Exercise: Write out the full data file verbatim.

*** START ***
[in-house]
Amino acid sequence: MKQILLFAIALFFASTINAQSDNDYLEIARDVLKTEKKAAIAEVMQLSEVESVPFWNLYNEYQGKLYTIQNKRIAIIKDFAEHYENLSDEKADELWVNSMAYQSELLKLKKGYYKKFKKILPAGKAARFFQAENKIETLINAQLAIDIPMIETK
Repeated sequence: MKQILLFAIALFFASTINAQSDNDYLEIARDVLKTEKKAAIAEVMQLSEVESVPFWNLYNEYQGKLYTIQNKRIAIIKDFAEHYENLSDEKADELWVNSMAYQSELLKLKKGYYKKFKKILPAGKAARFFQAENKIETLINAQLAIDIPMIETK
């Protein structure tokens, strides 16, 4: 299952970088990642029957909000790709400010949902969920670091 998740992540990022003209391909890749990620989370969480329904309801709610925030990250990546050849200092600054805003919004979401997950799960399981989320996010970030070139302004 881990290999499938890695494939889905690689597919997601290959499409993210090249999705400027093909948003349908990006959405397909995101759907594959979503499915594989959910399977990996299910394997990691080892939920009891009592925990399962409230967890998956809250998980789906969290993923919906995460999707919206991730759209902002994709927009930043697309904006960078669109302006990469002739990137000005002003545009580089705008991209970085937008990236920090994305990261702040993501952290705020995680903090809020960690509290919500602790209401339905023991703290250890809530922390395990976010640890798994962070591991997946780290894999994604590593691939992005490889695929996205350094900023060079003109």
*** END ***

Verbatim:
[in-house]
Amino acid sequence: MKQILLFAIALFFASTINAQSDNDYLEIARDVLKTEKKAAIAEVMQLSEVESVPFWNLYNEYQGKLYTIQNKRIAIIKDFAEHYENLSDEKADELWVNSMAYQSELLKLKKGYYKKFKKILPAGKAARFFQAENKIETLINAQLAIDIPMIETK
Repeated sequence: MKQILLFAIALFFASTINAQSDNDYLEIARDVLKTEKKAAIAEVMQLSEVESVPFWNLYNEYQGKLYTIQNKRIAIIKDFAEHYENLSDEKADELWVNSMAYQSELLKLKKGYYKKFKKILPAGKAARFFQAENKIETLINAQLAIDIPMIETK
């Protein structure tokens, strides 16, 4: 299952970088990642029957909000790709400010949902969920670091 998740992540990022003209391909890749990620989370969480329904309801709610925030990250990546050849200092600054805003919004979401997950799960399981989320996010970030070139302004 881990290999499938890695494939889905690689597919997601290959499409993210090249999705400027093909948003349908990006959405397909995101759907594959979503499915594989959910399977990996299910394997990691080892939920009891009592925990399962409230967890998956809250998980789906969290993923919906995460999707919206991730759209902002994709927009930043697309904006960078669109302006990469002739990137000005002003545009580089705008991209970085937008990236920090994305990261702040993501952290705020995680903090809020960690509290919500602790209401339905023991703290250890809530922390395990976010640890798994962070591991997946780290894999994604590593691939992005490889695929996205350094900023060079003109």